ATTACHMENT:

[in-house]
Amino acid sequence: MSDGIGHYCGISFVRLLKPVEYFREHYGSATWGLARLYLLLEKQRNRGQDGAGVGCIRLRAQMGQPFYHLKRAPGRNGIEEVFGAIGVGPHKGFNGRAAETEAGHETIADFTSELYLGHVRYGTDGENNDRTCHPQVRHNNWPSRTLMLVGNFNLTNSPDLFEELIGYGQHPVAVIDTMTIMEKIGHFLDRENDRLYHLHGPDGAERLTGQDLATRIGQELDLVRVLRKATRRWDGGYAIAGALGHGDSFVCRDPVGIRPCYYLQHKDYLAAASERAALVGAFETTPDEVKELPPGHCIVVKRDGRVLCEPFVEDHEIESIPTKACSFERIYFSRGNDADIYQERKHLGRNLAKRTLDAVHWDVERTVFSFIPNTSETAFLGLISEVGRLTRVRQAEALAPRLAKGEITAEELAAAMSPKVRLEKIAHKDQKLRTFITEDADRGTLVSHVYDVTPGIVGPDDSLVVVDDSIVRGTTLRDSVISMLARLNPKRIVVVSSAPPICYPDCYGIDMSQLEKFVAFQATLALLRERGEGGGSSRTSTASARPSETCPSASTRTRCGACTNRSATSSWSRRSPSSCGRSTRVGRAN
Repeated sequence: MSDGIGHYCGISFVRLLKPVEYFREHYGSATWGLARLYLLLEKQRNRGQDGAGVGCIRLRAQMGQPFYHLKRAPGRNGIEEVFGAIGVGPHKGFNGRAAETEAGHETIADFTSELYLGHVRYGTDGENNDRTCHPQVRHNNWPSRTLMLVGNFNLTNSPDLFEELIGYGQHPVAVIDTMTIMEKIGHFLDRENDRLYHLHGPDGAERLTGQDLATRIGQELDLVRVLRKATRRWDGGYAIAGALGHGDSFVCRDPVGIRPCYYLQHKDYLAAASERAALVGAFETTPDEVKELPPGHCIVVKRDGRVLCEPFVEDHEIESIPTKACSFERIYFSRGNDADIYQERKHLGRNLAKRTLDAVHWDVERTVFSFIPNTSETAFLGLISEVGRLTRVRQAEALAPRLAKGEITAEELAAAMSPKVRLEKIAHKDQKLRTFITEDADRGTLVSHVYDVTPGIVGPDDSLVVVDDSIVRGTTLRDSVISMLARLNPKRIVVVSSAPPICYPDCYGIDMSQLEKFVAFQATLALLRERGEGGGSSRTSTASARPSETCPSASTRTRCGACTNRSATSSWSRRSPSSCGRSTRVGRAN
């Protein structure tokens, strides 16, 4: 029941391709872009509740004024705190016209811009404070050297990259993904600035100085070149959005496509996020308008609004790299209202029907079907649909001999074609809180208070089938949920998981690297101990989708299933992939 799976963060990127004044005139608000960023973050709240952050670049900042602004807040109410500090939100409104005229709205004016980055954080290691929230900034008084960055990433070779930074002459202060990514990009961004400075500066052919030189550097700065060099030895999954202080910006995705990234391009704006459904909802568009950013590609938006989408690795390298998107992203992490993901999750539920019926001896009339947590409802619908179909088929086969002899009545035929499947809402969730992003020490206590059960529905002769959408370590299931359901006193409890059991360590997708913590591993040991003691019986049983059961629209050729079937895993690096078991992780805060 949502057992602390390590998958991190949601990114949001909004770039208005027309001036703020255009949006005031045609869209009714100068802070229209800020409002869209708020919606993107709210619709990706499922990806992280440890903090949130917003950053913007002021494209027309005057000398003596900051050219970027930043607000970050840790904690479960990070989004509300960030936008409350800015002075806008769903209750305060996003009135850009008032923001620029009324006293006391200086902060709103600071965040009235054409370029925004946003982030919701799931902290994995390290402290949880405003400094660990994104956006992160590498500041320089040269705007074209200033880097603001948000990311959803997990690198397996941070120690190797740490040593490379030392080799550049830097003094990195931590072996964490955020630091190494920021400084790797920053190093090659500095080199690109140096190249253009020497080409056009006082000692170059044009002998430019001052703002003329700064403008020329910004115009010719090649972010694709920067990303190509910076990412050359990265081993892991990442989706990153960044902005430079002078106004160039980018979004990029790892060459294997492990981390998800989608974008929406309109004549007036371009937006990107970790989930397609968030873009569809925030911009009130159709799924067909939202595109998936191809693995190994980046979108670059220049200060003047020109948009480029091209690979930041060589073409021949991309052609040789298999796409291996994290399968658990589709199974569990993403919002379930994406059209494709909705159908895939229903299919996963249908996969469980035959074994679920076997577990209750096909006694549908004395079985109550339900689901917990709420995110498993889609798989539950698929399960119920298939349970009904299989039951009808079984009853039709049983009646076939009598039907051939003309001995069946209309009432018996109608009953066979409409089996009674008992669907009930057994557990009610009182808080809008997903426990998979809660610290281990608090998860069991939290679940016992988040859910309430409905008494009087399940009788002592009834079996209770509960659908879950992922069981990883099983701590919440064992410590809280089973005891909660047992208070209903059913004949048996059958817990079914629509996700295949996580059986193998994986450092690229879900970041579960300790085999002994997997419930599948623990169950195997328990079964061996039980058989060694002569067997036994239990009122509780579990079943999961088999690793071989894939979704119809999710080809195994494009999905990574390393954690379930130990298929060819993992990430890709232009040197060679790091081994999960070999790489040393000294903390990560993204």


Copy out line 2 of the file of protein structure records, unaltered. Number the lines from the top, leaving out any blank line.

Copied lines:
Amino acid sequence: MSDGIGHYCGISFVRLLKPVEYFREHYGSATWGLARLYLLLEKQRNRGQDGAGVGCIRLRAQMGQPFYHLKRAPGRNGIEEVFGAIGVGPHKGFNGRAAETEAGHETIADFTSELYLGHVRYGTDGENNDRTCHPQVRHNNWPSRTLMLVGNFNLTNSPDLFEELIGYGQHPVAVIDTMTIMEKIGHFLDRENDRLYHLHGPDGAERLTGQDLATRIGQELDLVRVLRKATRRWDGGYAIAGALGHGDSFVCRDPVGIRPCYYLQHKDYLAAASERAALVGAFETTPDEVKELPPGHCIVVKRDGRVLCEPFVEDHEIESIPTKACSFERIYFSRGNDADIYQERKHLGRNLAKRTLDAVHWDVERTVFSFIPNTSETAFLGLISEVGRLTRVRQAEALAPRLAKGEITAEELAAAMSPKVRLEKIAHKDQKLRTFITEDADRGTLVSHVYDVTPGIVGPDDSLVVVDDSIVRGTTLRDSVISMLARLNPKRIVVVSSAPPICYPDCYGIDMSQLEKFVAFQATLALLRERGEGGGSSRTSTASARPSETCPSASTRTRCGACTNRSATSSWSRRSPSSCGRSTRVGRAN